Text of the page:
Tribes in Oklahoma are offering COVID-19 vaccines to everyone and they are making the process easier with walk-in and drive-thru clinics where no appointment is necessary.
They administered Moderna and Johnson & Johnson doses. People were lining up hours before the event started
“They were here at 7 am especially for the Johnson and Johnson shot,” said Byron Bighorse, CEO of Osage Casino Gaming Enterprise. “Everybody seems to want the single dose. I’ve taken the Moderna, I’m able to take my second shot today.”
Bighorse was just one of many getting their second dose at the event.
The Osage Nation has held weekly vaccination clinics in Pawhuska and surrounding areas.
They also offer vaccines at their health clinic.
The walk-in event in Tulsa worked out better for some people though.
“It was just easier to do it here and on the weekend,” said Burgess Shaw of Sand Springs. “I live in Sand Springs so it’s only about a 20 minute drive instead of an hour drive. Also, I work in the schools, I work for Collinsville as a teacher and coach. It’s kind of hard getting out a half day to get the shot.”
Convenience was also a factor for people getting shots at the drive-thru clinic in Catoosa held by the Cherokee Nation.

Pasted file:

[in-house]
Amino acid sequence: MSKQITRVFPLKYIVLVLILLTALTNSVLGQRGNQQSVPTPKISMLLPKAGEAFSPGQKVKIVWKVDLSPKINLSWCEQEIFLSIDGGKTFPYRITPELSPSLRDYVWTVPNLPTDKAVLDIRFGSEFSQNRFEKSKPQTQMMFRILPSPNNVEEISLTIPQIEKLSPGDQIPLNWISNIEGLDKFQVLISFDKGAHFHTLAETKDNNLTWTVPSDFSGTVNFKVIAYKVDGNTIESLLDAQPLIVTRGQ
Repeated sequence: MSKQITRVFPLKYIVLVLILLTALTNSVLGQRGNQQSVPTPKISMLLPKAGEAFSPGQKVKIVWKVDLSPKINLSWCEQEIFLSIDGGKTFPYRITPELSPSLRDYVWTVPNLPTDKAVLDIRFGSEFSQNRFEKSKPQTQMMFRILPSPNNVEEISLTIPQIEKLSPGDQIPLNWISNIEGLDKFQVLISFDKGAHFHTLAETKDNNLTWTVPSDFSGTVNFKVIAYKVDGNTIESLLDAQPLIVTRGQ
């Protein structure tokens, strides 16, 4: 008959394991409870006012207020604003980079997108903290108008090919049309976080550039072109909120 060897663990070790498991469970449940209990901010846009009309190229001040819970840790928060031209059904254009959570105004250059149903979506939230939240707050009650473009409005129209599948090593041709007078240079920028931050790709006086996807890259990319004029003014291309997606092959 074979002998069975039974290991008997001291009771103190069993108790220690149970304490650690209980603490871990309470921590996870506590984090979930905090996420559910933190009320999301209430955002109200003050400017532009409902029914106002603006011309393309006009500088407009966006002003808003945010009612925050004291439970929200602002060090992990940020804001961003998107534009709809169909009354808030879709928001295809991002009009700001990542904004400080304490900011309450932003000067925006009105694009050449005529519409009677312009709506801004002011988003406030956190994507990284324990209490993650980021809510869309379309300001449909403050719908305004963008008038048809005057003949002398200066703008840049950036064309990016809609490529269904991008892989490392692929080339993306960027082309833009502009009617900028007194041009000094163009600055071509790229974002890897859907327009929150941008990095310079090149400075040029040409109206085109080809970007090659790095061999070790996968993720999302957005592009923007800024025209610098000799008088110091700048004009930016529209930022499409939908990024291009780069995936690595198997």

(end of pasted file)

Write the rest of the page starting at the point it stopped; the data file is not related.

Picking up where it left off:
They utilized space at the Hard Rock Hotel and Casino to open a clinic where no appointments were needed.
The clinic ran similar to a COVID-19 testing site.
” I think we led the region on testing across out health clinics in northeast Oklahoma,” said Principal Chief Chuck Hoskin Jr. with the Cherokee Nation. “Doing it in a drive-thru basis made a big difference in our ability to trace the spread of COVID and of course treat people who had COVID. We just had to take what we were doing in our clinics and bring it out here to the Hard Rock.”
People traveled from across the country to attend the event.
“This morning a couple from Washington state flew in to Tulsa to get this vaccine,” said Hoskin. “We had people drive in from Texas to get this vaccine. Of course the majority of people coming are from this region and that’s how we are going to beat COVID.”
Shirley White of Broken arrow said she was drawn to the event because she didn’t have to struggle to find an appointment.
“All the others, you always had to make appointments and I didn’t know whether they charged you or what,” said White.
The tribes will continue to hold clinics where no appointments are needed.